The Perfect Mom
Sarah had her hands full with three kids under the age of six. The two boys and a girl were constantly on the move and had their hands into everything. Sarah loved her kids more than anything, but she was always exhausted. It was all she could do some days to sneak in five minutes for a shower. Taking the time to do her hair and makeup? Forget it! Besides, she needed that half hour to run another load of laundry, pick up the toy explosion in the living room, and pop something in the oven for the church bake sale. She didn’t know how her neighbor, Jessica, managed to get it all done and be the perfect mom.
Jessica had three kids of her own but never seemed short on energy. Her hair and makeup were always picture perfect. She was always dressed to the nines, not sporting sweatpants and a hoodie like Sarah usually did. Jess had dinner on the table at six o’clock sharp every evening and that was after she worked a full-time job and squeezed in a workout. And all those photos that Jessica posted on Instagram? They couldn’t showcase a more perfect life if Norman Rockwell had painted them.
How did Jessica do it? She appeared to be the perfect mom. Sarah, on the other hand, struggled to brush her teeth in the mornings while her kids were hanging off her arms and legs, begging for attention. Every day, Sarah compared herself to the other moms who she assumed were knocking it out of the park. And every day, she felt more and more discouraged.
Pressure for Perfection
A recent survey found that out of 13,000 people who were interviewed, 60% of moms felt like they were failing, especially during the first year of parenthood. Many moms feel guilty because they can’t live up to the standards of perfection that society constantly preaches. Visions of the “perfect mom” are displayed in movies, magazines, and on social media. They give us a long laundry list of all the things that we need to do and be in order to be a perfect mom ourselves. And we lose ourselves struggling to check off every box on that ever-changing list.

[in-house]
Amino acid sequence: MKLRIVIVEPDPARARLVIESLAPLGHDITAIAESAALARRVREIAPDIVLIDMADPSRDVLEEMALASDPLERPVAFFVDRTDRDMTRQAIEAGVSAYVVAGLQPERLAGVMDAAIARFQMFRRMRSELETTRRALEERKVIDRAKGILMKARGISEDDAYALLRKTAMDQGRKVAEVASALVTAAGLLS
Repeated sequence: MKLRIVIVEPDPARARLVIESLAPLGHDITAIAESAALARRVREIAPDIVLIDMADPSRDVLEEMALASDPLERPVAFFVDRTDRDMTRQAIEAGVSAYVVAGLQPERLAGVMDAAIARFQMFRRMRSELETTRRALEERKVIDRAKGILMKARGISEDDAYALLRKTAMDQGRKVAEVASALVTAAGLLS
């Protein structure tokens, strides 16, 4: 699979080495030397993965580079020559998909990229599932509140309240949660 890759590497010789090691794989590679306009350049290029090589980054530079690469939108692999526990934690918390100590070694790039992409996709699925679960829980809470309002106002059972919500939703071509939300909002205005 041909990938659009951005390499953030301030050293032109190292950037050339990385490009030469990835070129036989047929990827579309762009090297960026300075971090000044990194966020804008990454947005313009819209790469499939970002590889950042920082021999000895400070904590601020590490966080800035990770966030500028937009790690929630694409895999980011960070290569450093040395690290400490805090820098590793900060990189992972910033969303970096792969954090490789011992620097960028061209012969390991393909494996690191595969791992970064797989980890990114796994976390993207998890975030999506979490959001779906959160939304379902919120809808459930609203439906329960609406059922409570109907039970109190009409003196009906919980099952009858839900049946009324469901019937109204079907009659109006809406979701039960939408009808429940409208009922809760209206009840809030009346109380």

The truth is this: There is no such thing as a perfect mom. It’s a myth. A fantasy.
Even those moms who we might perceive as being perfect – like Sarah perceived Jessica to be – are just as imperfect as you and I! These women have their own struggles, their own fears, and their own failures. We just don’t see the whole picture.
A Matter of Perspective
Social media, especially, has made it easy to control which parts of our lives we show the world. For instance, imagine you have an apple in your hand. One side is perfect with its glowing red skin. It looks positively delicious. On the other side, a bite has been taken out of the fruit, exposing the inside. If the apple is photographed from the unblemished side, no one can tell that there is a piece missing from the back. From that perspective, the apple looks perfect.
That apple can represent the lives we lead as mothers. We often choose what to show the world, and so do our friends and neighbors. When we look at other moms and see perfection, it is important to remember that they are in the same boat as we are. They desire the best for their children and they, too, are striving to be the perfect mother to their kids. Every mother faces struggles and challenges each and every day. We all fall short of the target that the world has set in front of us.